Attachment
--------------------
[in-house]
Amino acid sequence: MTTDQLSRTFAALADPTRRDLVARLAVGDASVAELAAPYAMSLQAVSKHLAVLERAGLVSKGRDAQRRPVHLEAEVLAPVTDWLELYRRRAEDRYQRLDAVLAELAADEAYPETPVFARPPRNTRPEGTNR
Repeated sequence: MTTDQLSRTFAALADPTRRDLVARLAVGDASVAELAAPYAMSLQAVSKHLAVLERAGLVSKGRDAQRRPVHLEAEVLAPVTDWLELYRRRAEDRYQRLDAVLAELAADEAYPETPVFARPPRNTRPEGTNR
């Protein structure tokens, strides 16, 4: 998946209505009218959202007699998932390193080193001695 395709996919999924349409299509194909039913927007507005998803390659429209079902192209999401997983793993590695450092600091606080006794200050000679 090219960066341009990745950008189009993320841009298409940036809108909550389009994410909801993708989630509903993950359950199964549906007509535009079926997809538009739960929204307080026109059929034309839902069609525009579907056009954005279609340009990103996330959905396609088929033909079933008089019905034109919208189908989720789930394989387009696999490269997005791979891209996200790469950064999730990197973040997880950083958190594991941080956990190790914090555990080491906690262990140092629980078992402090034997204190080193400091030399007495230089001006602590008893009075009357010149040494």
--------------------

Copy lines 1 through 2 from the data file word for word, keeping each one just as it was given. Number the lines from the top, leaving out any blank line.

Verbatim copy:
[in-house]
Amino acid sequence: MTTDQLSRTFAALADPTRRDLVARLAVGDASVAELAAPYAMSLQAVSKHLAVLERAGLVSKGRDAQRRPVHLEAEVLAPVTDWLELYRRRAEDRYQRLDAVLAELAADEAYPETPVFARPPRNTRPEGTNR